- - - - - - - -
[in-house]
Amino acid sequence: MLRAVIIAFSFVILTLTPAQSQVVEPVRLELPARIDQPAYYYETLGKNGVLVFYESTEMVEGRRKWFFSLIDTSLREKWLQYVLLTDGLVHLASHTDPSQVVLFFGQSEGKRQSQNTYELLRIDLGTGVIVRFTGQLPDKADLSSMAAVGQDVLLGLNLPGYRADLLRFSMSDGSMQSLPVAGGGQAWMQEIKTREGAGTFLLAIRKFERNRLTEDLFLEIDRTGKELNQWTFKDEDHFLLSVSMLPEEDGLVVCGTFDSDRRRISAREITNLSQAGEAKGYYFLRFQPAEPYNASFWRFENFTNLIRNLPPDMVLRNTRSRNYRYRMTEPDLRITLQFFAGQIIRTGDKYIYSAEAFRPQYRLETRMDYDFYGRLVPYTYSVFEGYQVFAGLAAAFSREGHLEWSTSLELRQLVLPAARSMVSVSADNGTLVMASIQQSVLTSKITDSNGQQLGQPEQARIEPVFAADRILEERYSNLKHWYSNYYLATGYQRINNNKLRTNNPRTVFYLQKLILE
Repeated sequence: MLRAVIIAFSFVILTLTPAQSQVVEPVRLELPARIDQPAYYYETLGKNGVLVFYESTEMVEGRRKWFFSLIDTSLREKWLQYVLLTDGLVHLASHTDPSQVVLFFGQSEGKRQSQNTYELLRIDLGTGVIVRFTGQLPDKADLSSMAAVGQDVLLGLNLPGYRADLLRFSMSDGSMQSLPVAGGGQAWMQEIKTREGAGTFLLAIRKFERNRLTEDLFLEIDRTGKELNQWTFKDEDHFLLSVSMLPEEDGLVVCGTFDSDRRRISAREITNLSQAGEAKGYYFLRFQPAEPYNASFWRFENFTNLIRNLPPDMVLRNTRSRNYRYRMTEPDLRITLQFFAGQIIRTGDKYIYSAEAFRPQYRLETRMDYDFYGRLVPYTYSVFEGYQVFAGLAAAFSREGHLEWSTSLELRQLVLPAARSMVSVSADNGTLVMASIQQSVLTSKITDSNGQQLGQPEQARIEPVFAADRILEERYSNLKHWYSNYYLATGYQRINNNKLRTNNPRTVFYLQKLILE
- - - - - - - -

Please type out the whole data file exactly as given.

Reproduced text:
[in-house]
Amino acid sequence: MLRAVIIAFSFVILTLTPAQSQVVEPVRLELPARIDQPAYYYETLGKNGVLVFYESTEMVEGRRKWFFSLIDTSLREKWLQYVLLTDGLVHLASHTDPSQVVLFFGQSEGKRQSQNTYELLRIDLGTGVIVRFTGQLPDKADLSSMAAVGQDVLLGLNLPGYRADLLRFSMSDGSMQSLPVAGGGQAWMQEIKTREGAGTFLLAIRKFERNRLTEDLFLEIDRTGKELNQWTFKDEDHFLLSVSMLPEEDGLVVCGTFDSDRRRISAREITNLSQAGEAKGYYFLRFQPAEPYNASFWRFENFTNLIRNLPPDMVLRNTRSRNYRYRMTEPDLRITLQFFAGQIIRTGDKYIYSAEAFRPQYRLETRMDYDFYGRLVPYTYSVFEGYQVFAGLAAAFSREGHLEWSTSLELRQLVLPAARSMVSVSADNGTLVMASIQQSVLTSKITDSNGQQLGQPEQARIEPVFAADRILEERYSNLKHWYSNYYLATGYQRINNNKLRTNNPRTVFYLQKLILE
Repeated sequence: MLRAVIIAFSFVILTLTPAQSQVVEPVRLELPARIDQPAYYYETLGKNGVLVFYESTEMVEGRRKWFFSLIDTSLREKWLQYVLLTDGLVHLASHTDPSQVVLFFGQSEGKRQSQNTYELLRIDLGTGVIVRFTGQLPDKADLSSMAAVGQDVLLGLNLPGYRADLLRFSMSDGSMQSLPVAGGGQAWMQEIKTREGAGTFLLAIRKFERNRLTEDLFLEIDRTGKELNQWTFKDEDHFLLSVSMLPEEDGLVVCGTFDSDRRRISAREITNLSQAGEAKGYYFLRFQPAEPYNASFWRFENFTNLIRNLPPDMVLRNTRSRNYRYRMTEPDLRITLQFFAGQIIRTGDKYIYSAEAFRPQYRLETRMDYDFYGRLVPYTYSVFEGYQVFAGLAAAFSREGHLEWSTSLELRQLVLPAARSMVSVSADNGTLVMASIQQSVLTSKITDSNGQQLGQPEQARIEPVFAADRILEERYSNLKHWYSNYYLATGYQRINNNKLRTNNPRTVFYLQKLILE